Many states recognize some form of the “castle doctrine” defense. The common law principle of castle doctrine says that individuals have the right to use reasonable force, including deadly force, to protect themselves against an intruder in their home. This principle has been codified and expanded by numerous state legislatures.
The question on a farm is just how far out you can place the moat around that castle. Pennsylvania defines that area as a “building or structure, including any attached porch, deck or patio, though movable or temporary, or a portion thereof, which is for the time being the home or place of lodging” of the citizen. In Pennsylvania’s 2011 HB 40, the castle is extended to vehicles. The measure is explicit that property owners cannot invoke the castle doctrine if they know they can avoid the necessity of using such force with complete safety by retreating or by surrendering possession of a thing to a person asserting a claim on an item.
Some people refer to the castle doctrine as the “stand your ground” law. Maine gives citizens the right to stand their ground and defend themselves when they believe that deadly force is being or is about to be used against them. Maine Criminal Code Title 17A also allows the use of deadly force if someone is trying to burn down your barn or otherwise commit arson.
Maine’s 2007 law is quite broad and includes as part of one’s castle any land, private ways and buildings or structures thereon. Other states do not go so far as to cover cattle barns or hog facilities.
Ability to justifiably use of non-deadly force is simple and broad under Maine’s Castle Doctrine. “Non-deadly force can be used if you reasonably believe it’s necessary to prevent someone from trespassing, or about to trespass, on your land, private roads, or in any buildings on your land,” according to attorney William T. Bly, Biddeford, Maine.
Under Maine’s law, deadly force cannot be used against someone inside your own home until you’ve given them the opportunity to stop their criminal activity, by demanding they stop what they’re doing, and leave the premises, Bly said. “Using deadly force to defend your home is only justified if the intruder doesn’t immediately comply with your demand.”
With that said, Bly said that a property owner who reasonably believes that confronting the intruder would put you or someone else in danger, then demanding that the trespasser stop what they’re doing and leave is not necessary before you use deadly force.
In other words, you cannot shoot someone who stops when you catch them attempting to steal something from your barn. Nor can you shoot a bad guy who is in full retreat from you.
It is an interesting call – note all the professional law enforcement agents who face legal action for on-the-job shootings.
There are interesting exceptions to the Pennsylvania law. One is if the item being stolen is any amount of anhydrous ammonia. This does not imply that legislators want farmers to have a right to tall, green corn. Rather, they were worried about criminals using it to make bombs. There is an exception for firearm theft, too.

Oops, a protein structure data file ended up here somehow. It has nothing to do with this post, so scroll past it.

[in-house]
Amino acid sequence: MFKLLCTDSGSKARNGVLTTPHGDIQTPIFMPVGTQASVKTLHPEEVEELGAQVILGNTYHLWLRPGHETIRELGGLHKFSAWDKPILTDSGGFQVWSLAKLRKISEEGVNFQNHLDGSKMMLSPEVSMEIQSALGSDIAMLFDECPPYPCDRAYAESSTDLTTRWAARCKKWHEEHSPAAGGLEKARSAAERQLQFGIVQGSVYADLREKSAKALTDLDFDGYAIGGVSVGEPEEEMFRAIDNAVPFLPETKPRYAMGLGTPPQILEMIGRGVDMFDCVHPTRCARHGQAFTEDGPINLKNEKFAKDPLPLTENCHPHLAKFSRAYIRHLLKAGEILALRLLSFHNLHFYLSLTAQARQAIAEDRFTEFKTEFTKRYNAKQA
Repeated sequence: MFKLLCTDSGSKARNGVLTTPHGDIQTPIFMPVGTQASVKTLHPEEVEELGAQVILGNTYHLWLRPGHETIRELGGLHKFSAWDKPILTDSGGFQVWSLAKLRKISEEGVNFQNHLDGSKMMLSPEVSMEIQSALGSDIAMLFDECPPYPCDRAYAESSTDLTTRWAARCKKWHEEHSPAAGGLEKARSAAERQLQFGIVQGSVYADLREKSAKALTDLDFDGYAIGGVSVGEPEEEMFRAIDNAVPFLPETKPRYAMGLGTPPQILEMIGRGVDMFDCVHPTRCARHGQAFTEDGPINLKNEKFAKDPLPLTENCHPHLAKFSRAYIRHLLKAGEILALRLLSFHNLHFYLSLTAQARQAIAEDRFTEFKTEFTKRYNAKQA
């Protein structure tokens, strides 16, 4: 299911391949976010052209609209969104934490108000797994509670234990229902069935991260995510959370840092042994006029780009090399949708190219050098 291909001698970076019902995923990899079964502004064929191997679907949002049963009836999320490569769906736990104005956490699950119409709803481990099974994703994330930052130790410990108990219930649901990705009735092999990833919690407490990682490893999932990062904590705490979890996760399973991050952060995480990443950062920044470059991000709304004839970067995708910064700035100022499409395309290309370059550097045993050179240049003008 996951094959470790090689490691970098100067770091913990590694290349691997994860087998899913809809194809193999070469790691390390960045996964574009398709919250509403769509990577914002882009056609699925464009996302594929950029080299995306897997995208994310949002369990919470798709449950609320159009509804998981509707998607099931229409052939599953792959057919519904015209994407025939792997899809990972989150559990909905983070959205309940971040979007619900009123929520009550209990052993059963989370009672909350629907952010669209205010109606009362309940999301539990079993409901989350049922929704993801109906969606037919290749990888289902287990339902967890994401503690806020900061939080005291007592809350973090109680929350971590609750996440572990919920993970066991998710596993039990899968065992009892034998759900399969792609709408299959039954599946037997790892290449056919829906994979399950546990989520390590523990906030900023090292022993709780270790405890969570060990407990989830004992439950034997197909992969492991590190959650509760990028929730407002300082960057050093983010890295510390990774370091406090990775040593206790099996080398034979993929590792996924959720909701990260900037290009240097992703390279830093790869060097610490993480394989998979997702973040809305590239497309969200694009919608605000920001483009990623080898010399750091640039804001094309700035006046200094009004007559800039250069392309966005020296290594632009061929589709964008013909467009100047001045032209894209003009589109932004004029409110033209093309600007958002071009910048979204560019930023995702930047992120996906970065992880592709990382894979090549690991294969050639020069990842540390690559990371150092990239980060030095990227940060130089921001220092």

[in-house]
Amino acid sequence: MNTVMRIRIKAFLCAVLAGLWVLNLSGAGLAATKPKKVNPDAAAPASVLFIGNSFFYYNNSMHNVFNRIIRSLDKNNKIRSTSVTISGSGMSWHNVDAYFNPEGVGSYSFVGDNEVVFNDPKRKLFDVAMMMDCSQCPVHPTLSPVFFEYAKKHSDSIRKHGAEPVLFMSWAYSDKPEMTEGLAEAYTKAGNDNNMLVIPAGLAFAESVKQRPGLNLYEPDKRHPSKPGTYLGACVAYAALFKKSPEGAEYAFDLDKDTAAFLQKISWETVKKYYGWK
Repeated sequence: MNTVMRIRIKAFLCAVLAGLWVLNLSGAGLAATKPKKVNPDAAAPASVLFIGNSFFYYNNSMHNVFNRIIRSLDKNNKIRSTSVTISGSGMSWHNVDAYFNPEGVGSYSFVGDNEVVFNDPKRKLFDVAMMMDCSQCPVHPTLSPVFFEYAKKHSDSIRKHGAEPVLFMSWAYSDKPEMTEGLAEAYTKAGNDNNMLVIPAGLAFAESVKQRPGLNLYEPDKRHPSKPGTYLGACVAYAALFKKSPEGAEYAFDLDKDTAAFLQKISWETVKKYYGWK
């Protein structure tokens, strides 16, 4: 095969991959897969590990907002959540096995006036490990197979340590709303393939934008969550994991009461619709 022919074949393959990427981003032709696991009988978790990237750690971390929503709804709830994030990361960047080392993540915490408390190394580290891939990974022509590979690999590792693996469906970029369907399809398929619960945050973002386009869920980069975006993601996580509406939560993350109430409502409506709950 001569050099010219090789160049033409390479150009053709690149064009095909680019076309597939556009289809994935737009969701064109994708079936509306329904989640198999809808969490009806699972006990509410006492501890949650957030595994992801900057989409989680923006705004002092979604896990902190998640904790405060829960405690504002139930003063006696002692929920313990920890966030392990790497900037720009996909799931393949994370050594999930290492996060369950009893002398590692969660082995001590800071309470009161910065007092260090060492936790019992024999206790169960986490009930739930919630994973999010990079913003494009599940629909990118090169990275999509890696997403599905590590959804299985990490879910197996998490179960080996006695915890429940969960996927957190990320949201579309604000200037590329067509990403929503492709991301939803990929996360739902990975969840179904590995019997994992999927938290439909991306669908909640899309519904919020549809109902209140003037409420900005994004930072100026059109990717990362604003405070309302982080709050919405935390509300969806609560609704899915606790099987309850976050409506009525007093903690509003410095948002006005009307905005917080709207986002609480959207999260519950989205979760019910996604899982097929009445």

Given the landowner was operating within the boundaries of the law, Pennsylvania holds that person free of liability or damages.
There are 22 states with self-defense laws including Maryland, New Hampshire, Pennsylvania and West Virginia. New Jersey goes further, asserting that civil remedies are unaffected by criminal provisions of the self-defense law.
Some state self-defense laws include provisions that address a property owner’s duty to retreat from an intruder in one’s home or from an attacker in other places, notes the National Conference of State Legislatures.
In Maine, you must warn the intruder about your intent to use deadly force before doing so. Know what your state laws say.
Dealing with kids
All of the above applies to adults. The story is different with children.
There is a much heavier burden on a property owner when it comes to protecting children who may stray onto a property.
Whereas most adults would say “ugh” at the thought of swimming in a manure lagoon, a child might see it as an interesting place to play. And diving into a grain bin can be a fun prospect until the grain shifts.
In many states, however, livestock is not considered an “attractive nuisance.” So, if a child decides to pet a nice sheep and it turns out it’s a ram and that ram takes exception to the trespass, the landowner is somewhat off the hook. This situation varies by state.
Some states go so far as to exempt farm ponds and streams – any “natural” feature – from being termed attractive nuisances.
Whether adults or children, never assume that people are aware of what is dangerous on a farm. Even other farmers or farm children might not be alert to a danger on a neighboring farm.
This means that it is a good idea to eliminate dangers in places where others are likely to come onto your land. Posting warning signs is a first step. Fencing off such areas is another.
When you do such things, keep a record. A simple cellphone photo of your brother nailing up signs is a good start. So is a picture of the barrier around an open pit or other dangerous situation. It will not prevent people from moving the barrier – but it will show you did take due caution to help strangers avoid injury.
Most cops would make lousy farmers. They are not ready – either by training, experience or equipment – to do the job. By the same token, most farmers make lousy police officers.
If there is someone trespassing on your property, call local law enforcement or “911.” Do take notes – get good descriptions of the people and any vehicles used. Again, cellphone photos can prove valuable.
Unless there is a felony being committed – someone is shooting at you – forget about gunplay. Not only will you get into a world of trouble but cleaning up the aftermath of a shooting is a horrid job that usually requires hiring a hazardous materials team.
“Hurting or killing someone in self-defense is a life-changing event,” Bly said, warning that – after the actual conflict – you’ll likely face criminal charges, as prosecutors take you to court to test your claim that you were acting in self-defense.
Consult an attorney now to ascertain exactly what your state’s law allows and does not allow. In the heat of the moment, there will not be time to ring up your farm’s lawyer and ask what actions are defendable and which are not.
Read more: Preventing Farm Theft